How Long? Cosby, Brown And Racial Progress
Bill Cosby ruffled feathers, raised eyebrows and said a mouthful when, at a Howard University black-tie celebration of the 50th anniversary of Brown v. Board of Education, he launched into a riff about “the lower economic people” not holding up their end of the bargain in the wake of Brown. “We can’t blame White people,” Cosby said, for an array of problems. “The issue,” he said, “is personal responsibility.”
While I attended the gala event and was charmed and mesmerized by the aging warriors who were lifted up, I left before Cosby took to the stage with his comments. But I’ve heard the taped comments and read transcriptions that other reporters have shared, and like many, I both cringed and shook my head in frustration. Everybody knows why I cringed — pundits have had a field day both attacking and defending Cosby. Everybody knows why I shake my head in frustration — most African Americans are frustrated by petty crime in our community, by the police brutality that comes with that petty crime, by parents who cannot seem to control their children. Some of us may have unleashed Cosby-like riffs, but in private and at more appropriate times. We are frustrated because 50 years after the Supreme Court said that our nation’s schools should desegregate “with all deliberate speed,” our schools are resegregating, racial economic differences remain persistent, and we don’t sense answers to the question — how long will this go on?
Cosby spoke truth, but he spoke it without context. He spoke about personal responsibility, but not public policy. He talked about the young man in an orange jumpsuit and asked where the parents were, but he didn’t answer the question. The young man’s female parent might have been working two or three jobs. She might have been in school herself. She might be struggling to keep a roof overhead in a neighborhood that is rapidly falling apart. It’s easy to blame parents of children gone wrong without examining the context in which parents raise children, the wages they are paid, the employment opportunities they have, and the malicious way that public policy has affected these parents and children.
Bill Cosby knows this better than most. He was raised poor in Philadelphia, and a track scholarship helped him to transcend his circumstances. With a foundation of tremendous success in show business, Cosby and his wife, Camille, have been extremely generous philanthropists, especially for African American institutions and historically Black colleges. The Cosby Center at Spelman College is but one tribute to their largesse; their work with the National Council of Negro Women is another. Cosby knows context, but he didn’t speak it on the evening of May 17 when he spoke about working-class Black people.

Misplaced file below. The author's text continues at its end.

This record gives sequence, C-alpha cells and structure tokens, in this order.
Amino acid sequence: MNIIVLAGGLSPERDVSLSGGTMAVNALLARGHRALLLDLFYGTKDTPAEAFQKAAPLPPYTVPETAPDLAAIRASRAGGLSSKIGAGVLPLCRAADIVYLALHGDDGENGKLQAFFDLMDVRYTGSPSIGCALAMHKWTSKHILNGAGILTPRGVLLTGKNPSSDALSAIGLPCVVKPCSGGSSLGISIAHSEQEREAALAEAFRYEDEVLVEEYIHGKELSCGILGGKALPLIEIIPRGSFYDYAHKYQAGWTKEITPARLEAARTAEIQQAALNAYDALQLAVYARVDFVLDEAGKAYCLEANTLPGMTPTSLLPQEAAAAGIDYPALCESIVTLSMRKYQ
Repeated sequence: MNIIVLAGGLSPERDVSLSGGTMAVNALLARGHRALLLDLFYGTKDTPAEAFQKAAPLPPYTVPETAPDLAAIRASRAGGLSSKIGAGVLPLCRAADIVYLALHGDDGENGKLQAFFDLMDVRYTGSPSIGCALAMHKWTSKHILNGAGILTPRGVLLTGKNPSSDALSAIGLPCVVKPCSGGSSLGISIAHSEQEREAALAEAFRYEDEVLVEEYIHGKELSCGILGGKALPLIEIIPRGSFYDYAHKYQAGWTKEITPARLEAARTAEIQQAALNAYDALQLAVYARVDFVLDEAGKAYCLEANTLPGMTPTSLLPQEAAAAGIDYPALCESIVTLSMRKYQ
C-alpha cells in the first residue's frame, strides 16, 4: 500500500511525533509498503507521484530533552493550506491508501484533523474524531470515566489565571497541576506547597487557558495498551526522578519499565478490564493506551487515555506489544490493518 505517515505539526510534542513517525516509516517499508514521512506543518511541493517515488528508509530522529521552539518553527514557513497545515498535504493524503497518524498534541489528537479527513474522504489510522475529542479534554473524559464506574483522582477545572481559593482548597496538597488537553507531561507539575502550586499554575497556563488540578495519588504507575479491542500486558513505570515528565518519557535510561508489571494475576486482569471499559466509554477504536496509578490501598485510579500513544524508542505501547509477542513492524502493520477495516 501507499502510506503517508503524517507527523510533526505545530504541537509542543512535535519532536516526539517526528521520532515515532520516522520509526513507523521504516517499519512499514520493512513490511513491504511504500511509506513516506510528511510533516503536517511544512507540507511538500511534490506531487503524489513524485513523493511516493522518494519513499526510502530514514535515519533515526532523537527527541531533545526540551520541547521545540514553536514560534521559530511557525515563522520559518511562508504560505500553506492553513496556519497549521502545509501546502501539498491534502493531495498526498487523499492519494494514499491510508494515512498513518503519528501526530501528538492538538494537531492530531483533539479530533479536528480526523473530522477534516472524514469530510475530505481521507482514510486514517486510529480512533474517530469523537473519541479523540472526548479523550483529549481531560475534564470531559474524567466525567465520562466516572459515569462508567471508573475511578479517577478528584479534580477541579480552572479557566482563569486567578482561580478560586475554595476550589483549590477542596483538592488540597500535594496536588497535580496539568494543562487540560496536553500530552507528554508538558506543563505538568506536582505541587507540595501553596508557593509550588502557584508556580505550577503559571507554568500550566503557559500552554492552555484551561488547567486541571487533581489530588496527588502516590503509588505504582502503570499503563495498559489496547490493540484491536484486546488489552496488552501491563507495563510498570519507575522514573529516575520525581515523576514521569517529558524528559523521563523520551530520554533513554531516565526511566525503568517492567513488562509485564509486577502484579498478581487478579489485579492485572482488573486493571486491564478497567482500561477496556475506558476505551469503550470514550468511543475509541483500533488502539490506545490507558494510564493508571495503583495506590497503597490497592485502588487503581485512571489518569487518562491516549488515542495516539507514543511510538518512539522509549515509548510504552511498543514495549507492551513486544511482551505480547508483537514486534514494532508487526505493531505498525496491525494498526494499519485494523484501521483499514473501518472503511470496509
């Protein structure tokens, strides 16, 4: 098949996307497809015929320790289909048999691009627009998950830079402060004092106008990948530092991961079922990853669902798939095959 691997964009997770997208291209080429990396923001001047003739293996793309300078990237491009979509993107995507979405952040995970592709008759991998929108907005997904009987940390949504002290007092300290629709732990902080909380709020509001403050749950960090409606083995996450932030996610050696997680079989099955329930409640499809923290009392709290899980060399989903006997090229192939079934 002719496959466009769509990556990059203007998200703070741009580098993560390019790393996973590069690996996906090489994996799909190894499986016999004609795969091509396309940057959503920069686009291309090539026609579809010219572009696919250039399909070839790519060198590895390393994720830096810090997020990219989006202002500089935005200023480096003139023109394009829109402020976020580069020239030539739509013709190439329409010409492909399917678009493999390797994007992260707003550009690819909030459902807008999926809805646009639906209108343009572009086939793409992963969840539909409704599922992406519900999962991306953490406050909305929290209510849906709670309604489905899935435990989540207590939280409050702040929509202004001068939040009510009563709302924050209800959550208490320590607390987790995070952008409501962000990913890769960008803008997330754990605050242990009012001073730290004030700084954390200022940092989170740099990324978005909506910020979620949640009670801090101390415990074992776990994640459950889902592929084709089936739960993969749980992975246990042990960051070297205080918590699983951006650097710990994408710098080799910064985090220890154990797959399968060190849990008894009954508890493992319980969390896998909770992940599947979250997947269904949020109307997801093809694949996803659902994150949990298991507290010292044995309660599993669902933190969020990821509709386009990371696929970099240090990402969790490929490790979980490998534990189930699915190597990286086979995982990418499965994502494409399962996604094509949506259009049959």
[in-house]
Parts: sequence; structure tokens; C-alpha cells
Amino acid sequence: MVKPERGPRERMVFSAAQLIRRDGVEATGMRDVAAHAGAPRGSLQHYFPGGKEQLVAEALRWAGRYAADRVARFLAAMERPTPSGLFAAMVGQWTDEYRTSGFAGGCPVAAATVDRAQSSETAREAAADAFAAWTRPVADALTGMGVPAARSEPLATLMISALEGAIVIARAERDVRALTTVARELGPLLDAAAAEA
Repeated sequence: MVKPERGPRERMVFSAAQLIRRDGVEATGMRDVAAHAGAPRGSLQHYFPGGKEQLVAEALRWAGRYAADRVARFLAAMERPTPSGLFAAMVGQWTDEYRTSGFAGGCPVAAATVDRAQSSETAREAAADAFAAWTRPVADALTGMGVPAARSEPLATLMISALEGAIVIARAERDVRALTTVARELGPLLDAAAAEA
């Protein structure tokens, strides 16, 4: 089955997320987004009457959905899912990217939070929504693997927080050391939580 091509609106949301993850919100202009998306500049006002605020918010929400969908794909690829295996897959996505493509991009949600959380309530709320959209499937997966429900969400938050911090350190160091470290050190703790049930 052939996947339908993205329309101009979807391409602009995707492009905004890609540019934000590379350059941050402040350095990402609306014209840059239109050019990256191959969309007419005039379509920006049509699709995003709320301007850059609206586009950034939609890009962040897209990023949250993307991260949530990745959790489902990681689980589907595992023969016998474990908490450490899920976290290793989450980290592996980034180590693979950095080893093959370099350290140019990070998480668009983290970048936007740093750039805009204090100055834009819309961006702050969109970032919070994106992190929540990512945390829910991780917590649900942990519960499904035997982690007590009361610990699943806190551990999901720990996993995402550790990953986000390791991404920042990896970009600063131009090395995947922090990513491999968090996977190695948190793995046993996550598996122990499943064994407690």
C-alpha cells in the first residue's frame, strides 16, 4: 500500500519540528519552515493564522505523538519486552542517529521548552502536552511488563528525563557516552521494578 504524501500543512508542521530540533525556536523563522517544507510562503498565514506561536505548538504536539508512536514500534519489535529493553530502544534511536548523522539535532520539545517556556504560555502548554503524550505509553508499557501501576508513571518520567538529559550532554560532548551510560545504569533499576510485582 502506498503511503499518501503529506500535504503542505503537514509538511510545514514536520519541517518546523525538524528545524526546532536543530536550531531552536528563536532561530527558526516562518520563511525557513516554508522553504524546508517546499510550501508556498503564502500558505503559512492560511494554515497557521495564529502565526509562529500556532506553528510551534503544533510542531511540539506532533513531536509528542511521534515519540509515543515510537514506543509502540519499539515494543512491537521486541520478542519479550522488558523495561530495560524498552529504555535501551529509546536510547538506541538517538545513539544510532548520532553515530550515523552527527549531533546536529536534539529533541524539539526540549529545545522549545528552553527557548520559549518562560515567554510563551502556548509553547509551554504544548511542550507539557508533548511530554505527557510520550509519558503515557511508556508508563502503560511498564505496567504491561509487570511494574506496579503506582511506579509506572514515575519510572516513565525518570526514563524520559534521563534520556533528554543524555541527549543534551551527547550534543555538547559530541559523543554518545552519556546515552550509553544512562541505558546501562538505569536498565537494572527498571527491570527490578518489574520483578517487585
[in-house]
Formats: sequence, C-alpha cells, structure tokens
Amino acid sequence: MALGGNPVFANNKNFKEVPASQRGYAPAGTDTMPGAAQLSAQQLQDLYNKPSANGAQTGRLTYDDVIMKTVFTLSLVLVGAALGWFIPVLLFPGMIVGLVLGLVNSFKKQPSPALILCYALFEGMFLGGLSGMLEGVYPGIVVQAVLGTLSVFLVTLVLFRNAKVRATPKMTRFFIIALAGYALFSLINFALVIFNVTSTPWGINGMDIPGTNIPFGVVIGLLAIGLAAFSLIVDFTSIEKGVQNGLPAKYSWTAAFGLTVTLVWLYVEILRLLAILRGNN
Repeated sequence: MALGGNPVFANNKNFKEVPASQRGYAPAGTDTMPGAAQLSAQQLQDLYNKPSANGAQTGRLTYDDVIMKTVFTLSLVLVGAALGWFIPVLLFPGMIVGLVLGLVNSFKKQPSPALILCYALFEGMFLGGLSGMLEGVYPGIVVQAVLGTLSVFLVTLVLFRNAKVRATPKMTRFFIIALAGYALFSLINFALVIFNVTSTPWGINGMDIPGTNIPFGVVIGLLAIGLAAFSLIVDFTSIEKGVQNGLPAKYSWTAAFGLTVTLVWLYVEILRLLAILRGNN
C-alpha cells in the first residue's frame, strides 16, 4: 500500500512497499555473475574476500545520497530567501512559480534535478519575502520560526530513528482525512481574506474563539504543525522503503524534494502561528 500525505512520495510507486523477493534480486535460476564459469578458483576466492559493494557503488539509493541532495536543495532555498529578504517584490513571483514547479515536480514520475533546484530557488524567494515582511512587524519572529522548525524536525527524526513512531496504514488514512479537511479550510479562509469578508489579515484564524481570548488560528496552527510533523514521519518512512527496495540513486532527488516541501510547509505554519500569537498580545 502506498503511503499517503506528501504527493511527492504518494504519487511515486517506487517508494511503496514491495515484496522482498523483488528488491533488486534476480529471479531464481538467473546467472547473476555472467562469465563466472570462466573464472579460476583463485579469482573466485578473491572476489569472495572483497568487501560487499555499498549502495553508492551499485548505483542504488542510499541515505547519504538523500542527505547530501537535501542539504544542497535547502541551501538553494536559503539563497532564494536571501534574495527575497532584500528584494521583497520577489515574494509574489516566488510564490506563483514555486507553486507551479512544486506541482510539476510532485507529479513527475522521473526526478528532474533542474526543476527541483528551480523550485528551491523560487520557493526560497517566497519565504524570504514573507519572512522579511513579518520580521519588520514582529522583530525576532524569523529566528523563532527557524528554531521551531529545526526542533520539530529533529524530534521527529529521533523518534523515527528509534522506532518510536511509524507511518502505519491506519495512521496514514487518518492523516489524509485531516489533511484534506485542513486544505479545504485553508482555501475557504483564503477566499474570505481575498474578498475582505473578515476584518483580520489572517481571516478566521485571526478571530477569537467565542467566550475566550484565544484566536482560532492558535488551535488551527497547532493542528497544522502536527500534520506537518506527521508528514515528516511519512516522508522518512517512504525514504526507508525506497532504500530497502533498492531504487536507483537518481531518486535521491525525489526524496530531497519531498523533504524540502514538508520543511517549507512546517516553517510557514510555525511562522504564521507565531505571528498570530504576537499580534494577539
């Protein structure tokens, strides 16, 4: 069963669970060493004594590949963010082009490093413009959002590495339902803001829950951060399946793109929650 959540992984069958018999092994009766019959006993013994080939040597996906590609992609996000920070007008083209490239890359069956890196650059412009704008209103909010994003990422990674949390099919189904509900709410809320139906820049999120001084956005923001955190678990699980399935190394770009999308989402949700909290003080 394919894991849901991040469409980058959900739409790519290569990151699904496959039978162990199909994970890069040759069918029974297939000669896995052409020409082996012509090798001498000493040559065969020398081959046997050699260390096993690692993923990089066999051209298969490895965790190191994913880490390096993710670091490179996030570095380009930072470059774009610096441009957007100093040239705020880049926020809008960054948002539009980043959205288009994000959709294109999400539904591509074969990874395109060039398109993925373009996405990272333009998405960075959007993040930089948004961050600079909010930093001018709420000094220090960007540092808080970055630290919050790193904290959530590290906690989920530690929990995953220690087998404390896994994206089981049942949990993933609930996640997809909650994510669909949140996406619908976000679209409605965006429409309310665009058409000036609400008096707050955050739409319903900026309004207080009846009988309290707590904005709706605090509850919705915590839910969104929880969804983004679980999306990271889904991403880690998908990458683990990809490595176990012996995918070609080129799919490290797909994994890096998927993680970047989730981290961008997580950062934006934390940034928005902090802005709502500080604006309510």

People squirmed because his words reflected the two Black Americas that hardly ever meet, of the long distance between a black-tie event and inner-city poverty. He referred to “these people” and “those people” at least half a dozen times in his comments, “these people,” not “my brothers and sisters.” In speaking of distance, he captured some of the ambivalence about race, progress and outcomes in our community.
Cosby is not the only person to speak to the ambivalence that comes 50 years after Brown. To be sure, the Brown decision was revolutionary, but it was marred by the exhortation for “deliberate speed.” Further, desegregation was a necessary, but not a sufficient condition for racial economic justice. Racial bias is alive and well, especially in economic areas. By any measurement, African American people have a long way to go before gaps are closed. There need to be both policy shifts and behavioral shifts to improve the quality of life among African Americans.
Harvard law professor Charles Ogletree offers sobering reflection in his book, All Deliberate Speed (W.W. Norton, 2004). He writes, “I see great disappointment in the effort to achieve a society of equality under the law, blindness to the harm that racial prejudice has caused African Americans, and refusal to address the problem with candor and conviction.” Those who ask “what problem” or assert a level-playing field are myopic if not simply blind. But our nation has such race fatigue that many are asking “how long” we must consider race-specific remedies like affirmative action. The Supreme Court answered in 2003, suggesting that affirmative action efforts might be unnecessary in 25 years.
In celebration both of Brown and of their 20th anniversary, the editors of Black Issues In Higher Education have released a thoughtful volume, The Unfinished Agenda of Brown v. Board of Education (John Wiley and Sons, 2004). It is a tapestry of reflections, history, multicultural perspectives and policy prescriptive. Cheryl Brown Henderson’s Afterword is a powerful schooling for our policy-makers. Henderson writes, “This country generally knows how to educate children. Our leadership has not had the political will to make it happen. … Until we make a blanket statement and equalize this antiquated system of school finance, we are always going to have underfunded, poor and failing schools.”
How long will we be stuck with educational and economic gaps? Simply, until we are willing to do something about it. Bill Cosby points out things that parents and individuals might do, while Ogletree and the Black Issues editors point to some policy shifts that have to take place. Fifty years after Brown, despite the best efforts of many, we are still moving with “all deliberate speed.”
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